Edge-Hill: a Poem, in four Books
Image: Coal and Iron Pit. The Useful Arts and Manufacturers of Great Britain of Great Britain Vol. 2 (London, SPCK, 1846?)
Image from: Science, Technology and Management, Birmingham Central Library
…… the dusky heath /… no … / …waving woods adorn
Its dreary surface, yet it bears, within,
A richer treasury. ……
Here many a merchant turns adventurer, ……
Hence are the hungry fed, the naked cloath’d,
The wintry damps dispell’d, and social mirth
Exults, and glows before the blazing hearth. (pages 94-95)7
Written by Richard Jago, author also of Labour and Genius this long and wide-ranging poem, first published in 1767, takes an extensive view of areas visible (or visible in imagination) from Edge-Hill, site of a Civil War battle. There are several pages on aspects of Birmingham and the surrounding region. While much of it is descriptive, it is also philosophical, and includes some social comment.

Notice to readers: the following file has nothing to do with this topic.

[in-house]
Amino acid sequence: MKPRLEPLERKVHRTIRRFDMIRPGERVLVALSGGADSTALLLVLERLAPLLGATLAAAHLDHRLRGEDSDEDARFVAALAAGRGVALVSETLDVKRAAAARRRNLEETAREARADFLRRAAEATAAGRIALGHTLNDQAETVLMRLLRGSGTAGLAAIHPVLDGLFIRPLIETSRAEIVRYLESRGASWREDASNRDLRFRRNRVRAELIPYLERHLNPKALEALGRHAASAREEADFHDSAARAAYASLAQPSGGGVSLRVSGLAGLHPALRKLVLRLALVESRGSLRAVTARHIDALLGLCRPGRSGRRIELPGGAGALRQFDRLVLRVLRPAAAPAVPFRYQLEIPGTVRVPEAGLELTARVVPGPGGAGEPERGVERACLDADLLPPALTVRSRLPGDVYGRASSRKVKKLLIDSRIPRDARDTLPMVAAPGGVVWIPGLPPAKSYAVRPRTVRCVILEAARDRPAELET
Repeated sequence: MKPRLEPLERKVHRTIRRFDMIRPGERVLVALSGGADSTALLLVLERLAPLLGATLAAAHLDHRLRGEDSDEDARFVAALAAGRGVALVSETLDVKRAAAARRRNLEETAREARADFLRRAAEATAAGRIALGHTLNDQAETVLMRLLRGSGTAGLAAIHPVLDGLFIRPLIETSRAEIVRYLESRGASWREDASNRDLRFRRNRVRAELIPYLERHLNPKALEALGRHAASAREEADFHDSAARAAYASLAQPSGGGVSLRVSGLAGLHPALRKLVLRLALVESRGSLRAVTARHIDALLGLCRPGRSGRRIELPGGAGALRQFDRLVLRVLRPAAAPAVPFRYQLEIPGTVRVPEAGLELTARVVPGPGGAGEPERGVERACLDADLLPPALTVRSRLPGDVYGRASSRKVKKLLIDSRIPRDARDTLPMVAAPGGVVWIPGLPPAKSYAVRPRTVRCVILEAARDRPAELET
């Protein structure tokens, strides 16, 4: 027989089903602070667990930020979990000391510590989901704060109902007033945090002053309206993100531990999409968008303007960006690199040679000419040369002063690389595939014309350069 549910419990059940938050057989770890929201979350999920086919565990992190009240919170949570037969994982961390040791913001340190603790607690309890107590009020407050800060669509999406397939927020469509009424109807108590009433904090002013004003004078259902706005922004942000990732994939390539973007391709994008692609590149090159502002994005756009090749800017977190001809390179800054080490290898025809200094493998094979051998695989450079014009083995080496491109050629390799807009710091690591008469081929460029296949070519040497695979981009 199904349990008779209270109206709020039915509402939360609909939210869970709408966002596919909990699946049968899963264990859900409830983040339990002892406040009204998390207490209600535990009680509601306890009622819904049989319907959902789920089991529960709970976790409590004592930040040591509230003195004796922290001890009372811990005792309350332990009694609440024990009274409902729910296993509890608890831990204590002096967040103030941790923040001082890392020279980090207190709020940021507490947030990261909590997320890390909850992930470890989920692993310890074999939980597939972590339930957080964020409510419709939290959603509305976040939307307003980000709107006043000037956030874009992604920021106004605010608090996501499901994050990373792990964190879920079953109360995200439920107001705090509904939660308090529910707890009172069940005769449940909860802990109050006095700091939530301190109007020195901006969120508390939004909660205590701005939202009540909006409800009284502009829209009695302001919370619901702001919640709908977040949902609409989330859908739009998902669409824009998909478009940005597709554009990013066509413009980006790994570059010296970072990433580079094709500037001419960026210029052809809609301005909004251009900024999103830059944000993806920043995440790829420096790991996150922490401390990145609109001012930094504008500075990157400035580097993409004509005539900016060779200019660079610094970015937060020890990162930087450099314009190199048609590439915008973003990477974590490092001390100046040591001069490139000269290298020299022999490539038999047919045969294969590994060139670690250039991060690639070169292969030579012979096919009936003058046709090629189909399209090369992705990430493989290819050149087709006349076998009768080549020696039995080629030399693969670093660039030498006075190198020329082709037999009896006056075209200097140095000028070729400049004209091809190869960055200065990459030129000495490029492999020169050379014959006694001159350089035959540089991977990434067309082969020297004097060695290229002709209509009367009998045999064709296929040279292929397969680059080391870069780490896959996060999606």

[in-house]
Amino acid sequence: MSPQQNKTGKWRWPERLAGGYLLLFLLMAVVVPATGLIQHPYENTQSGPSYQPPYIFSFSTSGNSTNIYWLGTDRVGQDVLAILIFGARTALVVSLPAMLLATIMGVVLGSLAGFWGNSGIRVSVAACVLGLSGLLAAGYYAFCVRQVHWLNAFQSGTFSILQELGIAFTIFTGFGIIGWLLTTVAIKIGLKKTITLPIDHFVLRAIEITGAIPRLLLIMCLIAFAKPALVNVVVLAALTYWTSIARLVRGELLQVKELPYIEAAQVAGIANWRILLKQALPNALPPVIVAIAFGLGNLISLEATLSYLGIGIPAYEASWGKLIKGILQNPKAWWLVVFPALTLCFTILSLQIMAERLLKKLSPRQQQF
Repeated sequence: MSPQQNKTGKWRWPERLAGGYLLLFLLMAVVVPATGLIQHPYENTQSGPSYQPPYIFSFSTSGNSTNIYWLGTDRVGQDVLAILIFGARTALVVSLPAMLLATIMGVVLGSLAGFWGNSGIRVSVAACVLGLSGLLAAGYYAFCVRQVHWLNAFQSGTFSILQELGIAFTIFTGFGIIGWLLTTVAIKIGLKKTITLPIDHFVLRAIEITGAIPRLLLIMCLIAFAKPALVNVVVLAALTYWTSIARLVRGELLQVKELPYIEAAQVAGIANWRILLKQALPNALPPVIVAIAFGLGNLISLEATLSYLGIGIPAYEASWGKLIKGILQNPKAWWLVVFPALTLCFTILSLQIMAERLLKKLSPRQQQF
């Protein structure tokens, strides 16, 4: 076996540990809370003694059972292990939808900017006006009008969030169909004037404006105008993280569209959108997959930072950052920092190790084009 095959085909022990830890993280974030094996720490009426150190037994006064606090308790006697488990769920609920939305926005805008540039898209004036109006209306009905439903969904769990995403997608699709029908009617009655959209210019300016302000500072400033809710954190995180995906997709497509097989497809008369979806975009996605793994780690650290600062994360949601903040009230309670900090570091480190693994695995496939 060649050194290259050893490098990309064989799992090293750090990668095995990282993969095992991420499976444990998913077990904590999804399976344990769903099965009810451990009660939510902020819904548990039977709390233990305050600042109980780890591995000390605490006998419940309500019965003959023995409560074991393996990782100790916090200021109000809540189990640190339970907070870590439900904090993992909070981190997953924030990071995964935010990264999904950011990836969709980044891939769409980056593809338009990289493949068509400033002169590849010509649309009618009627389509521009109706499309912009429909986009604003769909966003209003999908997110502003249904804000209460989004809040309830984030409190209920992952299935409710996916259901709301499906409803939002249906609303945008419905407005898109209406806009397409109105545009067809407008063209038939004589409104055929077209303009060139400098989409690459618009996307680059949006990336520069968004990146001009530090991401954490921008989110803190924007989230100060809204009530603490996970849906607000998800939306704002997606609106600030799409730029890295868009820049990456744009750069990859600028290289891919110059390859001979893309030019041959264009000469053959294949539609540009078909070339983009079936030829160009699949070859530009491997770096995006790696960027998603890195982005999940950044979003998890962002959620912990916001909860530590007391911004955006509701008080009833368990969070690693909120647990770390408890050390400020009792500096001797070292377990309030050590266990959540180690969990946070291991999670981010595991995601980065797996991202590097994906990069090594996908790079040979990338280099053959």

In the above lines, beneath ‘the dusky heath’, which is near to Birmingham, the treasure is coal. The mine-owner employs men in mining. Indirectly the coal provides food and clothing for the poor; directly, it warms and cheers the domestic hearth. But then follows a description of the dangerous and sometimes fatal conditions the miners must endure. This description is more grim than that in A Letter from a Mechanick and the perspective is very different from that expressed in Anna Seward’s Colebrook Dale.
For light relief the scene then changes to the green parishes of Edgbaston and Aston, where the urban workers from adjoining Birmingham (‘Queen of the sounding anvil’) are permitted to wander for rural relaxation. They should, however, be warned ‘Not to molest these peaceful solitudes’.
The next change is to the ‘noise, and hurry all’ of Birmingham, where the ‘Cyclopean chief’ and his ‘lusty fellows’ pursue the work of transforming iron, with the aid of coal, into a multitude of objects. And so the poem continues …
7 Richard Jago, Edge-Hill, a Poem, in four Books, pages 1-140, Poems, Moral and Descriptive, J. Dodsley, London, 1784.« Previous in this sectionNext in this section »